Visit your keel – and stay dry!

Here’s a quick tip for satisfying your boating curiosity and, if necessary, shedding light on a problem you may, one day, encounter underway (such has hitting a dead-head with a prop, fouling an anchor line, or worse!).

It has to do with observing the underside, or keel, of your boat, and doing so while (1) remaining perfectly dry and (2) not having to haul your boat out to a trailer or dry-dock.

This past Seafair Sunday I decided to experiment with a GoPro HERO3 HD camera by attaching it to a utility pole and submersing it at the stern of the MV LAIKA. What I received was a pleasant surprise and, for me, a rare glimpse into observing our two Mercury I/O drives in action.

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If you’ve watched any extreme sports these past few years (skiing, motocross, base jumping, etc.) or broadcast TV personalities reporting from inside a car, you’ve likely experienced footage from the amazing GoPRO (or similar) camera. This class of small digital cameras are fitted with incredibly wide angle, relatively fast, fixed-focus lenses. They deliver stunning HD quality video.

While floating 200 feet above the bottom of Lake Washington, just North of the I90 bridge, I decided to attach my HERO3 camera to a utility pole and submerse it under water. The brief video below demonstrates the clarity and quality of the captured footage. You’ll see our port-side engine, swim deck and one of the trim tabs. The starboard engine can be seen briefly.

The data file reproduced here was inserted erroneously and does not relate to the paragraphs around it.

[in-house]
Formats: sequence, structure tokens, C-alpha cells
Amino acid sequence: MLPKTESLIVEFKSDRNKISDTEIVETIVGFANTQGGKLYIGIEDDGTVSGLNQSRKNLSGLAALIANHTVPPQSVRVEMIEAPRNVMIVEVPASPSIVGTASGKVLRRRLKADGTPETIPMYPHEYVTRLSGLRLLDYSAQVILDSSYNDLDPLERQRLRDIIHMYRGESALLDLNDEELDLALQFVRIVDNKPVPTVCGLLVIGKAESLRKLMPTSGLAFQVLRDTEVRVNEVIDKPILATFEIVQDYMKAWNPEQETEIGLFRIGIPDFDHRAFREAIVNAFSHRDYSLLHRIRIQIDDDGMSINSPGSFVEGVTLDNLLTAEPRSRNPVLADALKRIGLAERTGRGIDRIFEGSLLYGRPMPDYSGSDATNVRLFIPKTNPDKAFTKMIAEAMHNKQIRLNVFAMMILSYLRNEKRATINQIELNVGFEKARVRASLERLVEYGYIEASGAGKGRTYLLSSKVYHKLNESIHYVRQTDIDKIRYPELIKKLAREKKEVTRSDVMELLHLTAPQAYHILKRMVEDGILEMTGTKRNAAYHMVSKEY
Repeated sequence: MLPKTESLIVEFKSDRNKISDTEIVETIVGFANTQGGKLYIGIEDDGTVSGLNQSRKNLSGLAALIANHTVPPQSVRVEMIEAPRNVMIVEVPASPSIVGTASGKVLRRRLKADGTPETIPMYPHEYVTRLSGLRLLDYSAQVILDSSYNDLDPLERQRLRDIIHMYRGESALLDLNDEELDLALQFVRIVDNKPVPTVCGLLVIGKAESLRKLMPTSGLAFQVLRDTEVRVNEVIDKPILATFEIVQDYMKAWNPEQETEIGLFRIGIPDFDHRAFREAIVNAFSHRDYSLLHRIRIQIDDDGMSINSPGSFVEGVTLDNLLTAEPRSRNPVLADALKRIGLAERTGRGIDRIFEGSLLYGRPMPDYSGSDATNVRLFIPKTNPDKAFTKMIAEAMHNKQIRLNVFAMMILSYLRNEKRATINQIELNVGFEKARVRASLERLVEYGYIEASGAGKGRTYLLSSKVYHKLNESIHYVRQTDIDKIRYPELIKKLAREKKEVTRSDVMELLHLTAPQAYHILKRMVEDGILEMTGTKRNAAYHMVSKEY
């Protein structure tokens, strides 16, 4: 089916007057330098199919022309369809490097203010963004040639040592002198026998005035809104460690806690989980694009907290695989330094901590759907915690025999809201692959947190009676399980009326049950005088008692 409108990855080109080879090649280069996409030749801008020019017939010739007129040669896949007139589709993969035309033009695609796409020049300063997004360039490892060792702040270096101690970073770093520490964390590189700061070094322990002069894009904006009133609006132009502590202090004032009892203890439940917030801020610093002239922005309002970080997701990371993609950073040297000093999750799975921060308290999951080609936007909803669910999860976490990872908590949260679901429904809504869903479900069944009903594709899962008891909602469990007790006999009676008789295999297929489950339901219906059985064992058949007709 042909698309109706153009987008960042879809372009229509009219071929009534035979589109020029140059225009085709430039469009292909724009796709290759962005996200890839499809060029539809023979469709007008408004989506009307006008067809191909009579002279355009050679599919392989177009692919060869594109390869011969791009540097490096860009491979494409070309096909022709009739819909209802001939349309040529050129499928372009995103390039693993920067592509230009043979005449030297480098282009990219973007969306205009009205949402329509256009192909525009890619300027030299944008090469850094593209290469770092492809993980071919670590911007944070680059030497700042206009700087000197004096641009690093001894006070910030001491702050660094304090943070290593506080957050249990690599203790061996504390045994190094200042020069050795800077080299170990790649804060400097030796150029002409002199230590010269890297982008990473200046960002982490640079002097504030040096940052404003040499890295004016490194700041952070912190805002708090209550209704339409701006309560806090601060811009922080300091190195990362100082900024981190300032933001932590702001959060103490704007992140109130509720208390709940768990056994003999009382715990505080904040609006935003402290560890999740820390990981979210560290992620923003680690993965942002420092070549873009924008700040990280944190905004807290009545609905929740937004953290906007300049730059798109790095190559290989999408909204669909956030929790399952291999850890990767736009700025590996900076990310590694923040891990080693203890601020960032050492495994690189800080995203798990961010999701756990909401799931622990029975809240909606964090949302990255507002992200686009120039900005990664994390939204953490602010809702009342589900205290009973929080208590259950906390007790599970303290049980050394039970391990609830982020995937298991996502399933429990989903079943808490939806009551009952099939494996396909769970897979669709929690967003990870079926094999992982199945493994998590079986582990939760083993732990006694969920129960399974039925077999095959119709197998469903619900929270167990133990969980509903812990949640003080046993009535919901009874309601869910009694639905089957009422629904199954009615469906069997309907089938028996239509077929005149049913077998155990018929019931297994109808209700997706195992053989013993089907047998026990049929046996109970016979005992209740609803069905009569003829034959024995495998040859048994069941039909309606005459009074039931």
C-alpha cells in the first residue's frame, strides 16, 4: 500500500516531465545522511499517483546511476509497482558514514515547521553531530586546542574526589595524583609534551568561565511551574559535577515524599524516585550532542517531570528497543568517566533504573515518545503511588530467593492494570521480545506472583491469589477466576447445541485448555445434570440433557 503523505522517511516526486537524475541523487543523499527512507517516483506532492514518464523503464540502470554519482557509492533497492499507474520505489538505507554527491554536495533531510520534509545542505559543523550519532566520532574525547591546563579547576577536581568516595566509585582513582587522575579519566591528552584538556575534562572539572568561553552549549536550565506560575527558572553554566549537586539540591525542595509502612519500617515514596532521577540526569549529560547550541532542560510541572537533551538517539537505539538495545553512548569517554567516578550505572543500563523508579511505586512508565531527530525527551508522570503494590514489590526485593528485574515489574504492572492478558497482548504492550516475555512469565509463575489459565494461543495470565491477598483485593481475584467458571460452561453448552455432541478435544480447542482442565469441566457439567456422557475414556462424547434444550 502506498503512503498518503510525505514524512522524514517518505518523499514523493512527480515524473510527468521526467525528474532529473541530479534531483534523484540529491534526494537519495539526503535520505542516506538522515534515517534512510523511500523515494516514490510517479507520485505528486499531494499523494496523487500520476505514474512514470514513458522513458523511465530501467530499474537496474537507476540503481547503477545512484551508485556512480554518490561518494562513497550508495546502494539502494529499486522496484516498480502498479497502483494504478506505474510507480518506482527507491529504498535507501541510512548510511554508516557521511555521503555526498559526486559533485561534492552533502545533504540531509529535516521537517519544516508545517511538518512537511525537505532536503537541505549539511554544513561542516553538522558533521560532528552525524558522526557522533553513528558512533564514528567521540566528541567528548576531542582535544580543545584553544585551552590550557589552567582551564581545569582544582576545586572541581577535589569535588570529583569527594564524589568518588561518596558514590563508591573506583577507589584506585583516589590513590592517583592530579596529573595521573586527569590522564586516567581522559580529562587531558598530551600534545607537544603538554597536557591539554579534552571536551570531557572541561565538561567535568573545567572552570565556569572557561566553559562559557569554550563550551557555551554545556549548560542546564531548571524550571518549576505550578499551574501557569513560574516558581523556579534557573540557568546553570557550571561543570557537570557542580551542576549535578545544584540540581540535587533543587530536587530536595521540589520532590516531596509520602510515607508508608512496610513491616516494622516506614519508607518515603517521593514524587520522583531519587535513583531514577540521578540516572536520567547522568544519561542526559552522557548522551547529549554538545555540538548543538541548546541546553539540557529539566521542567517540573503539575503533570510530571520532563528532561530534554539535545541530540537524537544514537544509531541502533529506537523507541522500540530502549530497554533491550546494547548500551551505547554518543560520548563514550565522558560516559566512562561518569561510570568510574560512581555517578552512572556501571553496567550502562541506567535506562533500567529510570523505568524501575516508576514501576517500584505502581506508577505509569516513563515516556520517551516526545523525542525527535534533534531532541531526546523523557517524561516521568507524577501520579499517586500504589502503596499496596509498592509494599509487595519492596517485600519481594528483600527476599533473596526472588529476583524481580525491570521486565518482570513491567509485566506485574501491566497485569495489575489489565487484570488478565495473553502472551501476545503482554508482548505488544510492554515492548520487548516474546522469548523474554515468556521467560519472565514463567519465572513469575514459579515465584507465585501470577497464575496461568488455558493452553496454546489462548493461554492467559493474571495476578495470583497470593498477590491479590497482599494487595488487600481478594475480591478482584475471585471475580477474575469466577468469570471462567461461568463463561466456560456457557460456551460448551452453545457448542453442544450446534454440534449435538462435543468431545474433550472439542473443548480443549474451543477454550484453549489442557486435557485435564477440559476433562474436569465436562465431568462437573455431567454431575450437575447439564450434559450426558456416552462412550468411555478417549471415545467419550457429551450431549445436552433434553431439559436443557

If you’re familiar with the MV LAIKA you’ll know it’s outfitted with Mercury’s Axius computerized drive system. That’s why the props were occasionally spinning. The GPS-controlled “Skyhook” electronic anchoring system was running and the boat was attempting to keep its position. Note – it’s incredibly dangerous to be anywhere near the engines when this system is running and we would never allow anyone to enter the water while it’s on. Actually, as policy goes aboard our boat – no one gets into the water or near the swim deck when the engines are on and the keys are even physically connected to the console.

To date I’ve used ¬†GoPro cameras to capture bike riding adventures, skiing and, now, the keel of our boat. They’re fun to use and you’ll find numerous uses for them – some entertaining and some very practical.

GoPro cameras start at $199 (you can pick them up online or at Best Buy) and current models use micro SD cards for storage. A 32GB class 10 card runs around $24 and can store hours and hours of 1080p HD footage.